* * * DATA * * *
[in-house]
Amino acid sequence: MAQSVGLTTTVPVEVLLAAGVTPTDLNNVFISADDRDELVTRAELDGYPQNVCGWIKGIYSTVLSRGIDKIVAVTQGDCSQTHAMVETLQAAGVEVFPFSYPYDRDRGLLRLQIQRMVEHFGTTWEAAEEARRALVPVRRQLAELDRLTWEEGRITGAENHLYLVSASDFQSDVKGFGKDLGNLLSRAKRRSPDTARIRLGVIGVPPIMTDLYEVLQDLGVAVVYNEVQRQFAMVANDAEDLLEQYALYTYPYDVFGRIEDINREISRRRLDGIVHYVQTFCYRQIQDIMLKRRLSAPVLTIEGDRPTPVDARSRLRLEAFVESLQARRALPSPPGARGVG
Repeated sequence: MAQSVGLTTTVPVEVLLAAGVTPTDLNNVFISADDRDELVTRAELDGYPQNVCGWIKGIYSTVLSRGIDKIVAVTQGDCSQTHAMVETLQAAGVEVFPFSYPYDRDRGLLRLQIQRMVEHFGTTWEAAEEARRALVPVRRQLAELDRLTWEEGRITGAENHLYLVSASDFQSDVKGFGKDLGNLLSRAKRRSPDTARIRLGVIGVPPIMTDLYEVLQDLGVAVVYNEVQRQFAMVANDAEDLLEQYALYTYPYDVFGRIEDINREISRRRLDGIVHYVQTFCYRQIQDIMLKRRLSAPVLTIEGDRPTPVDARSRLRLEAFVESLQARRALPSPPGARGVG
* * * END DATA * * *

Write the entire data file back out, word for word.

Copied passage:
[in-house]
Amino acid sequence: MAQSVGLTTTVPVEVLLAAGVTPTDLNNVFISADDRDELVTRAELDGYPQNVCGWIKGIYSTVLSRGIDKIVAVTQGDCSQTHAMVETLQAAGVEVFPFSYPYDRDRGLLRLQIQRMVEHFGTTWEAAEEARRALVPVRRQLAELDRLTWEEGRITGAENHLYLVSASDFQSDVKGFGKDLGNLLSRAKRRSPDTARIRLGVIGVPPIMTDLYEVLQDLGVAVVYNEVQRQFAMVANDAEDLLEQYALYTYPYDVFGRIEDINREISRRRLDGIVHYVQTFCYRQIQDIMLKRRLSAPVLTIEGDRPTPVDARSRLRLEAFVESLQARRALPSPPGARGVG
Repeated sequence: MAQSVGLTTTVPVEVLLAAGVTPTDLNNVFISADDRDELVTRAELDGYPQNVCGWIKGIYSTVLSRGIDKIVAVTQGDCSQTHAMVETLQAAGVEVFPFSYPYDRDRGLLRLQIQRMVEHFGTTWEAAEEARRALVPVRRQLAELDRLTWEEGRITGAENHLYLVSASDFQSDVKGFGKDLGNLLSRAKRRSPDTARIRLGVIGVPPIMTDLYEVLQDLGVAVVYNEVQRQFAMVANDAEDLLEQYALYTYPYDVFGRIEDINREISRRRLDGIVHYVQTFCYRQIQDIMLKRRLSAPVLTIEGDRPTPVDARSRLRLEAFVESLQARRALPSPPGARGVG